And what does the son see in this photograph? A few lines earlier, he describes his father’s “humble bluster, ready to take down Japan, / our ontology: this is supposed to be me.” Spiegelman tells us the same story in Maus: this is supposed to be me. This is supposed to be my father. This is supposed to be my mother. This is what I know. This is what I’ve been told. This is what I think I remember. That’s a kind of comic book—not just words and pictures, but a series of possibilities, each one a little farther away from its point of origin. At some time and place in 1942, the snapshot tells us, the speaker’s father sat down for a photograph. Then, fifty or sixty years later, the poet transformed that image into a series of words—a translation, or those “levels of mediation” Hirsch describes in her chapter on Maus.

And “Miracle Rabbis”? Another series of mistakes, of stolen or missing identities. First, Doctor Gesundheit tells Harvey a joke. In the fifth panel of the first page, the doctor, having finished his story in the fourth panel, asks, “Haw haw you get it??” He looks eagerly at Harvey, who stands with a file in one hand. There is a shadow on the wall behind him. Like the doctor, we wait for Harvey’s reply, but, in the next panel, a patient interrupts the two men: “Ah beg y’pordon doctor, but are you the doctor that saved m’ lahf about a year ago?”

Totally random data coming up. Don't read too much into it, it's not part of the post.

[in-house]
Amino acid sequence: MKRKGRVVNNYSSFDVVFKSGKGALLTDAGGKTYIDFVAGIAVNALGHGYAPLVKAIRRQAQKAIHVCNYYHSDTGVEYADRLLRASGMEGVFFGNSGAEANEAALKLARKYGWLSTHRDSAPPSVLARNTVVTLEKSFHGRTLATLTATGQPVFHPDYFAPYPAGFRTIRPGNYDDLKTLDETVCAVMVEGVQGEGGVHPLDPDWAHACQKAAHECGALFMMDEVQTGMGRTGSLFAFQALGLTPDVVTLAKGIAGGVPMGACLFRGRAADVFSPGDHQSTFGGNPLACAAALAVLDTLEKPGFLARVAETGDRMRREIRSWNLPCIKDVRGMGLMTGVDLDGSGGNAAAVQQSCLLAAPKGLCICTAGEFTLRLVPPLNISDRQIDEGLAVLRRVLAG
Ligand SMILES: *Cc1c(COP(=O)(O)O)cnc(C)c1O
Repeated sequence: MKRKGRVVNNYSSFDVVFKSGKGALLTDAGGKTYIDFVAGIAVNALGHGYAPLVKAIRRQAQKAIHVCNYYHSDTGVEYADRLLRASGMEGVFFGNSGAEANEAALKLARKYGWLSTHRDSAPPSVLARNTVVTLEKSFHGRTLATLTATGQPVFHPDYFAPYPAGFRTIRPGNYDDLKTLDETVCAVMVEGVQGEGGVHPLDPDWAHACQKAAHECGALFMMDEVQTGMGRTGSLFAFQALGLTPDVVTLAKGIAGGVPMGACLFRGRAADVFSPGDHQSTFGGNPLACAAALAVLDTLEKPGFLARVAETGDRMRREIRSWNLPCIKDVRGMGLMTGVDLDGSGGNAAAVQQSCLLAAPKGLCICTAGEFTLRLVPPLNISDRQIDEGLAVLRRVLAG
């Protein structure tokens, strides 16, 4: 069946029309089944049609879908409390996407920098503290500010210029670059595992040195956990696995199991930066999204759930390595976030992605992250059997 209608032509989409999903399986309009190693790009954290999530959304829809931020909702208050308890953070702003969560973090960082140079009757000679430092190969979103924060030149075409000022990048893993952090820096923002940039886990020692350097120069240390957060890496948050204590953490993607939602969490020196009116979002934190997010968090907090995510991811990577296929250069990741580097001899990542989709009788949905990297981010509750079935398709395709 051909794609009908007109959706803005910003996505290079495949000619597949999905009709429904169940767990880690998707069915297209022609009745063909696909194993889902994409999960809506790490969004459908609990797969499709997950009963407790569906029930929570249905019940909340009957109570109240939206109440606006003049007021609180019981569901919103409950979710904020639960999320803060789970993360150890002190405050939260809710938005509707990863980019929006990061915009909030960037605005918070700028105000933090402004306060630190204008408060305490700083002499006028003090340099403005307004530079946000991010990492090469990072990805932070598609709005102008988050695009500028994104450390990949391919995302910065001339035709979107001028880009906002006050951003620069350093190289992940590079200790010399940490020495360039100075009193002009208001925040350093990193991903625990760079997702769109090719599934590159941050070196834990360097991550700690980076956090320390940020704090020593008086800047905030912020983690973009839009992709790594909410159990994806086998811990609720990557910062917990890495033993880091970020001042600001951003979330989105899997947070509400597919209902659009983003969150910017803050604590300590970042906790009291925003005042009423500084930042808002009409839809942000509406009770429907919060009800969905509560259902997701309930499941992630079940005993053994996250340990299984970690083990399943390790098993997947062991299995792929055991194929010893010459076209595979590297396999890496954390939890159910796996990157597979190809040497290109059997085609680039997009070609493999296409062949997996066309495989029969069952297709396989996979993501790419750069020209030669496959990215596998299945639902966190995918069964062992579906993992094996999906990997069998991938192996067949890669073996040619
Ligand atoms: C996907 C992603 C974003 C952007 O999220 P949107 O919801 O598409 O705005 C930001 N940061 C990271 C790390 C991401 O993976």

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The first page of “Miracle Rabbis” by Harvey Pekar and R. Crumb from More American Splendor

On the next page, Doctor Gesundheit denies that he saved the man’s life. As he does so, Crumb adds a series of details to the image. While, on the first page, we inhabit the same abstract space as the Doctor and Harvey, we are now standing with the three men in the hallway of a hospital. In the first panel of the second page, we see a door, a window, another doorway, a table, a cup, a stack of towels:

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The second and final page of “Miracle Rabbis”

The patient has reminded us and the Doctor and Harvey of our bodies, of our movement in space. But the patient, for all his effort, can’t find the doctor he’s looking for, unless Gesundheit and Harvey are joking with him. The fifth panel on this second page echoes the fifth panel on the first page: there is a pause; once again, we wait for a punch line. As the Doctor and Harvey stare at him, the patient walks away, and Crumb includes sketches of the ceiling, other doorways, windows, mail slots, door handles. And, in the final panel of the story, as a nurse enters the frame, Doctor Gesundheit tells another joke: “Zo, anyvay, here’s anuzzer story—” The two men walk the hallway together, and, as readers, we look ahead to the story on the next page.

The patient in Pekar’s story might have asked his differently: I know you. I think. This is supposed to be you. But those “gaps” are at work here, too, just as they are when we look at any photograph, or read any poem, or study the words and pictures on a comic book page.

A few days ago I asked Tony to remember his favorite comic books from childhood. What comics in the 1970s played a role in shaping his consciousness as a writer and as a poet?

His answer was simple and direct: Man-Bat. Specifically, the little-known, short-lived Man-Bat series DC Comics published in 1975 and early 1976.

Not Batman. Man-Bat.

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The Jim Aparo cover for DC Comics’ Man-Bat No. 2 Feb.-Mar. 1976

Tony and I will talk a little more about the poetics of Man-Bat in my next post.

Meanwhile, happy new year!